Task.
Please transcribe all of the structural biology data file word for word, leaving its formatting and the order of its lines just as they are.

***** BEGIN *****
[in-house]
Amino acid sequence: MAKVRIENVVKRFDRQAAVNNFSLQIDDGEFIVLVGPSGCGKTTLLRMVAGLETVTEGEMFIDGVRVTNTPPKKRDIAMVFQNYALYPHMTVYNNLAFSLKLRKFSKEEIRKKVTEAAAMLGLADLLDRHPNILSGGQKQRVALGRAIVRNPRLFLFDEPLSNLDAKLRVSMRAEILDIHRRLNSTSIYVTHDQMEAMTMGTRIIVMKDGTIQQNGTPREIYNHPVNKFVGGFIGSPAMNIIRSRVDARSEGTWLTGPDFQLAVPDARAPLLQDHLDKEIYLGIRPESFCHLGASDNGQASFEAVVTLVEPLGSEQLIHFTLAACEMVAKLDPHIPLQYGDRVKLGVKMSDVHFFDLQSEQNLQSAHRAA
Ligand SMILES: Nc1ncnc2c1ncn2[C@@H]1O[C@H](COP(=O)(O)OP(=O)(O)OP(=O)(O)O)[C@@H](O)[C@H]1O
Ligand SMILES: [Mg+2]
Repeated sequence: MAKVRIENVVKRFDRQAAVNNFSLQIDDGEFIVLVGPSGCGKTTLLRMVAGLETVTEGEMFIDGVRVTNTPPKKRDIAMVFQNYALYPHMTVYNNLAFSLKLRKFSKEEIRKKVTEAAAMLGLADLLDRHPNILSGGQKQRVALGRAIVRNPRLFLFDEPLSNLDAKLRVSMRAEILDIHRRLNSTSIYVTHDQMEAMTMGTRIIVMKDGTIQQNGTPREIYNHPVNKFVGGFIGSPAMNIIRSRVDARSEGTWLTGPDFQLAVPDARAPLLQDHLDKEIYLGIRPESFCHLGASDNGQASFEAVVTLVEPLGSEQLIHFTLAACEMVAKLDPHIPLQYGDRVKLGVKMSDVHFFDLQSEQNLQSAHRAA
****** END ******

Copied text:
[in-house]
Amino acid sequence: MAKVRIENVVKRFDRQAAVNNFSLQIDDGEFIVLVGPSGCGKTTLLRMVAGLETVTEGEMFIDGVRVTNTPPKKRDIAMVFQNYALYPHMTVYNNLAFSLKLRKFSKEEIRKKVTEAAAMLGLADLLDRHPNILSGGQKQRVALGRAIVRNPRLFLFDEPLSNLDAKLRVSMRAEILDIHRRLNSTSIYVTHDQMEAMTMGTRIIVMKDGTIQQNGTPREIYNHPVNKFVGGFIGSPAMNIIRSRVDARSEGTWLTGPDFQLAVPDARAPLLQDHLDKEIYLGIRPESFCHLGASDNGQASFEAVVTLVEPLGSEQLIHFTLAACEMVAKLDPHIPLQYGDRVKLGVKMSDVHFFDLQSEQNLQSAHRAA
Ligand SMILES: Nc1ncnc2c1ncn2[C@@H]1O[C@H](COP(=O)(O)OP(=O)(O)OP(=O)(O)O)[C@@H](O)[C@H]1O
Ligand SMILES: [Mg+2]
Repeated sequence: MAKVRIENVVKRFDRQAAVNNFSLQIDDGEFIVLVGPSGCGKTTLLRMVAGLETVTEGEMFIDGVRVTNTPPKKRDIAMVFQNYALYPHMTVYNNLAFSLKLRKFSKEEIRKKVTEAAAMLGLADLLDRHPNILSGGQKQRVALGRAIVRNPRLFLFDEPLSNLDAKLRVSMRAEILDIHRRLNSTSIYVTHDQMEAMTMGTRIIVMKDGTIQQNGTPREIYNHPVNKFVGGFIGSPAMNIIRSRVDARSEGTWLTGPDFQLAVPDARAPLLQDHLDKEIYLGIRPESFCHLGASDNGQASFEAVVTLVEPLGSEQLIHFTLAACEMVAKLDPHIPLQYGDRVKLGVKMSDVHFFDLQSEQNLQSAHRAA